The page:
Mark Catesby, a British scientist and illustrator, trained as a botanist. Beginning in 1712, he spent seven years in Virginia, amassing collections of plant and animal specimens which he shipped back to wealthy patrons in England. With their encouragement, he undertook his Natural History, returning to North America for an extended stay in 1722 as well as learning etching so he could control the quality of the final product. His depictions of birds, which comprise 109 of the 220 illustrations, contributed to the development of ornithological illustration due to several innovative qualities: their naturalism, the use of foliage backgrounds and the folio format.
Johann Sebastian Leitner was a Nuremberg engraver, who engraved the works of Georg Knorr, George Edwards and others.
Johann Michael Seligmann was an engraver and art dealer in Nuremberg, Germany, a major 18th-century center for art publishing. He studied with the Preisslers, visited Rome and St. Petersburg, and on returning to Nuremberg engraved many plates for botanical and anatomical books. He also engraved and published works by other prominent natural history artists, including Mark Catesby, George Edwards and Georg Dionysus Ehret.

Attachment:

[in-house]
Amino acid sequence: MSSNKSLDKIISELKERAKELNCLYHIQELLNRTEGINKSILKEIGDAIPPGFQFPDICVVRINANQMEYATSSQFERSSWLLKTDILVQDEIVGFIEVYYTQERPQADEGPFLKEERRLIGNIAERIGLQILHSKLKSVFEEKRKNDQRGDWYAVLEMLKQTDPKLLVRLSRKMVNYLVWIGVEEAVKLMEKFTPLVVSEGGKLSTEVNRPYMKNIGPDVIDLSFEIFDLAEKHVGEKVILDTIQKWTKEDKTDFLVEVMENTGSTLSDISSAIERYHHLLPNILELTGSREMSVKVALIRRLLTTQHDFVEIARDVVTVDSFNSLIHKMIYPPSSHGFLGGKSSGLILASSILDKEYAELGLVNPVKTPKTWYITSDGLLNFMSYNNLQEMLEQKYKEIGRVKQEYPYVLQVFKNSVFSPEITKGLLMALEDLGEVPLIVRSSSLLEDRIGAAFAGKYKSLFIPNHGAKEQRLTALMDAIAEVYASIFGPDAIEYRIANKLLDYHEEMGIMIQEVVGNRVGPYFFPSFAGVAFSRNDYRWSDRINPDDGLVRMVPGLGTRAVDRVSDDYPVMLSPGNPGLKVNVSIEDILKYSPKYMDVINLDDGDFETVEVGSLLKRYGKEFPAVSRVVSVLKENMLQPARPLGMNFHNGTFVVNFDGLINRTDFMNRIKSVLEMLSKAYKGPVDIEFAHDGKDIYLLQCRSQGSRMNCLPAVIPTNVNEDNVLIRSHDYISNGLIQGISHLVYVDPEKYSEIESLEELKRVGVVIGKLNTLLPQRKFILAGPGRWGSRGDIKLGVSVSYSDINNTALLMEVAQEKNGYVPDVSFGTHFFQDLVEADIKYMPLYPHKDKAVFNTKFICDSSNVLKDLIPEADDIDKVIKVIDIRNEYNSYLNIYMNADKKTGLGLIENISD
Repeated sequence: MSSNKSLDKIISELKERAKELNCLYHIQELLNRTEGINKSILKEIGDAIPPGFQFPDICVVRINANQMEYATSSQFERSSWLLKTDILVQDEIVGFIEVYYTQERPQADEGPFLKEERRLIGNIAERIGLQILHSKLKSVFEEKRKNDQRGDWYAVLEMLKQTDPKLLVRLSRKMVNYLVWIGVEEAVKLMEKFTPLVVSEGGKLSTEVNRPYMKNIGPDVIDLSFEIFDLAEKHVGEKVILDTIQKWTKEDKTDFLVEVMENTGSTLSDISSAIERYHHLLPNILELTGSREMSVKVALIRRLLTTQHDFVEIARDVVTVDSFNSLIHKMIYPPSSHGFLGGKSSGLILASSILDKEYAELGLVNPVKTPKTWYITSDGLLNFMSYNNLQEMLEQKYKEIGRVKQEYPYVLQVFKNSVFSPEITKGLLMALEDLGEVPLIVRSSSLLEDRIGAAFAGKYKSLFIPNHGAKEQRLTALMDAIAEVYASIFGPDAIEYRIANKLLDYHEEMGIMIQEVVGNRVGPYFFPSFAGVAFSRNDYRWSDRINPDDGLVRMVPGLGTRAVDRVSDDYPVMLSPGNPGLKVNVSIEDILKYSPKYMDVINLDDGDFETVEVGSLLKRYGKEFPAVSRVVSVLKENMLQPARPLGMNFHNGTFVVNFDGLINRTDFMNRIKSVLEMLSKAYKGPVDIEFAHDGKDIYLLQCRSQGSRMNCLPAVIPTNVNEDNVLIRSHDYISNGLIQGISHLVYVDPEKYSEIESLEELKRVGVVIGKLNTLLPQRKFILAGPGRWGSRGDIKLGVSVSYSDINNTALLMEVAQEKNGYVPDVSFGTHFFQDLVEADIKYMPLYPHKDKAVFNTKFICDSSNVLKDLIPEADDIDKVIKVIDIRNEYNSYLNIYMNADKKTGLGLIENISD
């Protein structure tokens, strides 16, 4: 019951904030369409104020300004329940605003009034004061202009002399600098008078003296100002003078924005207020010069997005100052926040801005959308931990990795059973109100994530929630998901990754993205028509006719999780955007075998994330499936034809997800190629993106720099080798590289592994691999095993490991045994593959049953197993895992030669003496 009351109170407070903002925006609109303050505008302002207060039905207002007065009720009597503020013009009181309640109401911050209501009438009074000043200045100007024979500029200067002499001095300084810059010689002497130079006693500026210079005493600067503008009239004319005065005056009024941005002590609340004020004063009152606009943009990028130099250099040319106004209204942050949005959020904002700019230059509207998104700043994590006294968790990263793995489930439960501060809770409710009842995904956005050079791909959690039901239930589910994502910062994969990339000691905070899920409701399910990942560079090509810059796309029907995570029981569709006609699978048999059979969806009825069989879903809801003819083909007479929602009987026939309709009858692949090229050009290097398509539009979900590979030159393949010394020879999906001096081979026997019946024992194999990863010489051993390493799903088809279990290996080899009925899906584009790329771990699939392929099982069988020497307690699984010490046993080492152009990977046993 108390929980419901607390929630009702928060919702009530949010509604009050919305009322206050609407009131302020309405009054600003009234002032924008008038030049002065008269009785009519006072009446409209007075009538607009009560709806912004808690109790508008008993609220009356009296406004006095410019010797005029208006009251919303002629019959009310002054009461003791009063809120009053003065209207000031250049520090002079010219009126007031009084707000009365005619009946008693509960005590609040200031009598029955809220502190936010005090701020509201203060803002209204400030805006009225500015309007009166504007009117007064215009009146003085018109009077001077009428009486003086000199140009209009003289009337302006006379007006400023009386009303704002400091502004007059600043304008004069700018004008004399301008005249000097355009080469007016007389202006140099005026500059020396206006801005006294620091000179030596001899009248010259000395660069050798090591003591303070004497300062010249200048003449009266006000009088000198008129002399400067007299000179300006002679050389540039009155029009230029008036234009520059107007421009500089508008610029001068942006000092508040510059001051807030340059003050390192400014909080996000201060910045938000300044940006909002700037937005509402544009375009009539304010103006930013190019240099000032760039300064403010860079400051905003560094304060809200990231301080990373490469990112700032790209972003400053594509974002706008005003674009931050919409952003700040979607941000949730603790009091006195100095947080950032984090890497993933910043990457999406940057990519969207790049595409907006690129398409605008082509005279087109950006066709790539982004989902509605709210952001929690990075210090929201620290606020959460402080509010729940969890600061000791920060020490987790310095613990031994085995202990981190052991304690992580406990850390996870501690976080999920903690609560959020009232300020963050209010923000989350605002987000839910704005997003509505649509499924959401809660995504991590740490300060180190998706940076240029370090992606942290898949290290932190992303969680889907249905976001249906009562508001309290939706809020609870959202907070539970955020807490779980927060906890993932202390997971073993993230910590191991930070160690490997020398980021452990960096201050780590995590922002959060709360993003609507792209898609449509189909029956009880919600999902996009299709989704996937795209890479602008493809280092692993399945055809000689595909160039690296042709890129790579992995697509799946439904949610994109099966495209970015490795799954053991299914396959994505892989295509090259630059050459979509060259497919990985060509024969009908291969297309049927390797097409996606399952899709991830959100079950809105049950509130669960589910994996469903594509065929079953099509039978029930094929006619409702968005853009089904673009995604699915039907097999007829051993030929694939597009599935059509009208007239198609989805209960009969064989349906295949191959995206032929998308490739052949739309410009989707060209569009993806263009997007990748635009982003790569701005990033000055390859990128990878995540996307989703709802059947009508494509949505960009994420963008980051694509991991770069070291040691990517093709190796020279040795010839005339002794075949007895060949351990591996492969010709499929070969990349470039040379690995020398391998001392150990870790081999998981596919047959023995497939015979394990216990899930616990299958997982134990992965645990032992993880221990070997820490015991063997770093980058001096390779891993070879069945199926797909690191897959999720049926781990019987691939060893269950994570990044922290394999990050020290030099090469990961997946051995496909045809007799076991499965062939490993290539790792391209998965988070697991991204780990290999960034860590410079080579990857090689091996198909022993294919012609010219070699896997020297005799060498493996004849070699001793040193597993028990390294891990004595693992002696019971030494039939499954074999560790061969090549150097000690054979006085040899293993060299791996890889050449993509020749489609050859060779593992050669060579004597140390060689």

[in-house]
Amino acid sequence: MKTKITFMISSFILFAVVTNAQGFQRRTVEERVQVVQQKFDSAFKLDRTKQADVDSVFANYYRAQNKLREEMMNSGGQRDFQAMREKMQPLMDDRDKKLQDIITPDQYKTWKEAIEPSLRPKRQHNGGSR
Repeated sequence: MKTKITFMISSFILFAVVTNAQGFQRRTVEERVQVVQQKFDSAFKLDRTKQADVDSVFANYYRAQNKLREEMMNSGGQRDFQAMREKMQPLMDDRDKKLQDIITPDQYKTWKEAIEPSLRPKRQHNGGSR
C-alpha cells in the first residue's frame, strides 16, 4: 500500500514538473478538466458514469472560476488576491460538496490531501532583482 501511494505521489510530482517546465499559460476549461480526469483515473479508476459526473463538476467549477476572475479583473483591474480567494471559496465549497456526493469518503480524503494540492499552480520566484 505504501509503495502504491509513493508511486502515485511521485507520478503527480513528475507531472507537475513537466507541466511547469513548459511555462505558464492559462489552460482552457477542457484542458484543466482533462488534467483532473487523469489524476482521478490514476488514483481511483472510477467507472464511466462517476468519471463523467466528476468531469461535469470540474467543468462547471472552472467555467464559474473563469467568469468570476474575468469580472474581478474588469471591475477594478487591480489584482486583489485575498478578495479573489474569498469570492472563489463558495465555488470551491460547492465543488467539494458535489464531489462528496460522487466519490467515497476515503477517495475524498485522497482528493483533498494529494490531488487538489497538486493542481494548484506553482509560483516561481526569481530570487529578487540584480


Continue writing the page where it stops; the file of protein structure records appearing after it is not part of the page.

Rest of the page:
Condition: Generally very good, with only minor toning and wear. Original colors rich and vibrant.
Redgrave, Samuel. A Dictionary of Artists of the English School: Painters, Sculptors, Architects, Engravers and Ornamentists. London: Longmans, Green, and Col., 1874. p. 134. (Edwards)
Stewart, Doug. “Abstract of an Article on Mark Catesby” Smithsonian Magazine. September 1997. http://www.smithsonianmag.si.edu/smithsonian/issues97/sep97/catesby.html (25 June 2004).
The Library of H. Bradley Martin: Magnificent Color-Plate Ornithology. New York: Sotheby’s, 1989. pl. 65.
Williamson, George C., ed. Bryan’s Dictionary of Painters and Engravers. London: G. Bell and Sons: 1930. Vol. 3, p. 204. (Leitner) Vol. 5, p. 65. (Seligmann).